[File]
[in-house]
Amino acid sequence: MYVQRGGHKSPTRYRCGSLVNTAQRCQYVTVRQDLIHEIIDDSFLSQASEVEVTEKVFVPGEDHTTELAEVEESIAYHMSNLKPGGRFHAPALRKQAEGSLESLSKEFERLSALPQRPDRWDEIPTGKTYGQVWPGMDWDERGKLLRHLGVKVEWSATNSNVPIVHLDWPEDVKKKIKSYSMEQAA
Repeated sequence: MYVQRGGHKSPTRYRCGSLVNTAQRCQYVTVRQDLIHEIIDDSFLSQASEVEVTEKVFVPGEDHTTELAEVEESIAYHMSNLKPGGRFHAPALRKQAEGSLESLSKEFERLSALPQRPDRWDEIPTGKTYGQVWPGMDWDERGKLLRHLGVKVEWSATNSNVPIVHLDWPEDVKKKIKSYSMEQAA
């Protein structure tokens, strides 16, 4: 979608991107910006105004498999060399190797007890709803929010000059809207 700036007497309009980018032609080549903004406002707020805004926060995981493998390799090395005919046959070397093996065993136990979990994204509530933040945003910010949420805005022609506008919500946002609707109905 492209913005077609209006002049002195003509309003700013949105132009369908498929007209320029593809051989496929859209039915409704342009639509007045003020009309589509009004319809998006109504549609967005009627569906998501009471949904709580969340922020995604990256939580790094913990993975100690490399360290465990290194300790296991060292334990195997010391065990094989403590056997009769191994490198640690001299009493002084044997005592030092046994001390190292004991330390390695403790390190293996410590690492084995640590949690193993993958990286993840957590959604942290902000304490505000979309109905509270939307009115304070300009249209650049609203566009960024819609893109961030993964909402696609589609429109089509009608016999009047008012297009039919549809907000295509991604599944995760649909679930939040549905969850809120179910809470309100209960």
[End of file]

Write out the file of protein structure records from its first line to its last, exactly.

[in-house]
Amino acid sequence: MYVQRGGHKSPTRYRCGSLVNTAQRCQYVTVRQDLIHEIIDDSFLSQASEVEVTEKVFVPGEDHTTELAEVEESIAYHMSNLKPGGRFHAPALRKQAEGSLESLSKEFERLSALPQRPDRWDEIPTGKTYGQVWPGMDWDERGKLLRHLGVKVEWSATNSNVPIVHLDWPEDVKKKIKSYSMEQAA
Repeated sequence: MYVQRGGHKSPTRYRCGSLVNTAQRCQYVTVRQDLIHEIIDDSFLSQASEVEVTEKVFVPGEDHTTELAEVEESIAYHMSNLKPGGRFHAPALRKQAEGSLESLSKEFERLSALPQRPDRWDEIPTGKTYGQVWPGMDWDERGKLLRHLGVKVEWSATNSNVPIVHLDWPEDVKKKIKSYSMEQAA
């Protein structure tokens, strides 16, 4: 979608991107910006105004498999060399190797007890709803929010000059809207 700036007497309009980018032609080549903004406002707020805004926060995981493998390799090395005919046959070397093996065993136990979990994204509530933040945003910010949420805005022609506008919500946002609707109905 492209913005077609209006002049002195003509309003700013949105132009369908498929007209320029593809051989496929859209039915409704342009639509007045003020009309589509009004319809998006109504549609967005009627569906998501009471949904709580969340922020995604990256939580790094913990993975100690490399360290465990290194300790296991060292334990195997010391065990094989403590056997009769191994490198640690001299009493002084044997005592030092046994001390190292004991330390390695403790390190293996410590690492084995640590949690193993993958990286993840957590959604942290902000304490505000979309109905509270939307009115304070300009249209650049609203566009960024819609893109961030993964909402696609589609429109089509009608016999009047008012297009039919549809907000295509991604599944995760649909679930939040549905969850809120179910809470309100209960």